The older quotes and interviews I came across definitely gave the impression that they deliberately TRIED to make music and act in a way that record labels & the majority of people would hate. They specifically sang so no one could make the words out and sing along. They didn’t print any words on their 1st album cover because it seemed they couldn’t care less if anyone learned the lyrics to sing along or not. They were a big F YOU to the entire industry and I LOVED it! But over time, the more I continued to read/hear, the more it was apparent that they had changed their tune. They said the reason they hid behind the hair & incoherent singing was because they were afraid people would laugh. They were embarrassed about the words and the songs, and didn’t have enough confidence to be themselves. Until now. They wanted to get big. The band wanted their names out there and they wanted arena tours. They wanted anthems, an entire crowd singing their songs back to them. They’d toured with Pearl Jam, Bob Dylan & U2 and it was as if the more the saw, the more they realised that they could have that too and why not? By the sounds of it, all of a sudden they were hungry to be noticed, to be somebodies, get recognised, make shitloads of money and why the fk shouldn’t they have it? And fair play to them. They worked hard (evidently, judging by the constant touring and annual album releases), so they totally deserved it. Half of me admired a band that knew they were so full of good shit that they wanted to let the world hear it NOW and wouldn’t pause for a second until it happened. The other half wanted them to just disappear for a few years and stay under the radar until they had another belter to deliver to the world!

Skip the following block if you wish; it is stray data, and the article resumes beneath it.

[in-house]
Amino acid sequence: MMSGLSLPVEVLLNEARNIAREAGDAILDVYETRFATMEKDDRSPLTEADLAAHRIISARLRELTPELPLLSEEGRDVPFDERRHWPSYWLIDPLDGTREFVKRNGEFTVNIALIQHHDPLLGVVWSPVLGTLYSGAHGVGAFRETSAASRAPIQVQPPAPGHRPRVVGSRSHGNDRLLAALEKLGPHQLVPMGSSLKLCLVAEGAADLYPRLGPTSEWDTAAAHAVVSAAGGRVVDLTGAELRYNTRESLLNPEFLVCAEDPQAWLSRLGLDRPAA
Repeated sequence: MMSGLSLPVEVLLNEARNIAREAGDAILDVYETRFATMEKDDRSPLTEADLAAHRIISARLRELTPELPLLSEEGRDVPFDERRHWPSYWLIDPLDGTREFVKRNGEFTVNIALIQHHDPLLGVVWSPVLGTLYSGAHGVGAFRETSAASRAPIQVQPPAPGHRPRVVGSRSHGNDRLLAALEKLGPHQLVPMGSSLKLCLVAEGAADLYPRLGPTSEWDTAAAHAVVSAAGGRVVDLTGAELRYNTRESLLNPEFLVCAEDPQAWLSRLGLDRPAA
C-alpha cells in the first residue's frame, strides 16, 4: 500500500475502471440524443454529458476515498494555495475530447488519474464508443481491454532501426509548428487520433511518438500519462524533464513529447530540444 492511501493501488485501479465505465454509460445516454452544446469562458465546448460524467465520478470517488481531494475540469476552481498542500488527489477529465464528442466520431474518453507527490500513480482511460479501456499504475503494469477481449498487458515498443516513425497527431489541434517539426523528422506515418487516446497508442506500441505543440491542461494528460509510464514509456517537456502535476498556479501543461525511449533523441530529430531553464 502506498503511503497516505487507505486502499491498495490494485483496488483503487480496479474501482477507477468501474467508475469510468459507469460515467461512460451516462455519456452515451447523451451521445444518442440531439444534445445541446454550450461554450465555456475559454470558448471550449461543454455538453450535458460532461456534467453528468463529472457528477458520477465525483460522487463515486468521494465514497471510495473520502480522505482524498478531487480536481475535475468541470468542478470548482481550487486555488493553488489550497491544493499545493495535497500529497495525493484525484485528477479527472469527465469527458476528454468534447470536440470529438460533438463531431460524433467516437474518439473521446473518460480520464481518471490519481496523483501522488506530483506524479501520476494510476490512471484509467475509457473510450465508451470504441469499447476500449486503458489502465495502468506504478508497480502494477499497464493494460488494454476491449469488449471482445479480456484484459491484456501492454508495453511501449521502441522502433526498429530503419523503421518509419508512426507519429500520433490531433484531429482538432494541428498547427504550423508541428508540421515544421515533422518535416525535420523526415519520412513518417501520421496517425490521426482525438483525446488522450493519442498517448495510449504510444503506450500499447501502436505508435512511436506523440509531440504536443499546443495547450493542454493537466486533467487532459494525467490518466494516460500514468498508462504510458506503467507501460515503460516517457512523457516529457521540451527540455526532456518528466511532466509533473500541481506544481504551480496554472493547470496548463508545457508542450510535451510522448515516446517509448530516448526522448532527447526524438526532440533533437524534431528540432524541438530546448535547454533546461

It seems that even the band themselves weren’t confident about the direction they wanted to go in and how they wanted to be perceived. Before BOTT, they were still underground, still raw and still unpredictable. Afterwards, they were stereotyped and pigeonholed so much that they didn’t like it and immediately resented their new crop of fans and it was apparent in all the gigs, festivals, interviews etc that they did that year. The boys seemed unsettled and unhappy and it showed. Fast forward a year, they took some time out and got their personal lives back on the straight and narrow. No more drugs, groupies, orgies. Long term girlfriends/wives, bringing them along on tour and clean living (well..kindof). They were settled. On an even keel. Living well. And then boom - Only By the Night came out and they were instantly mainstream. It was as if they’d made a conscious decision to just go down the route they’d initially been trying to stay away from and see what happened. And they got HUGE! Their music (I felt) reflected their current lives…more mature, less attitude, lots of playing it safe. And now everyone knew who KOL were. Everyone heard Sex On Fire/Use Somebody on the radio, told their friends to get involved and then they all decided that this was the new ‘it’ band on the scene. And that’s when the shine started to come off for me. I’m always going to be a huge fan of the band and I’m not going to be a music snob and stop liking them or start to diss them because it’s not ‘cool’ to like them anymore. But it was definitely at this point that my ‘excitement’ for KOL waned…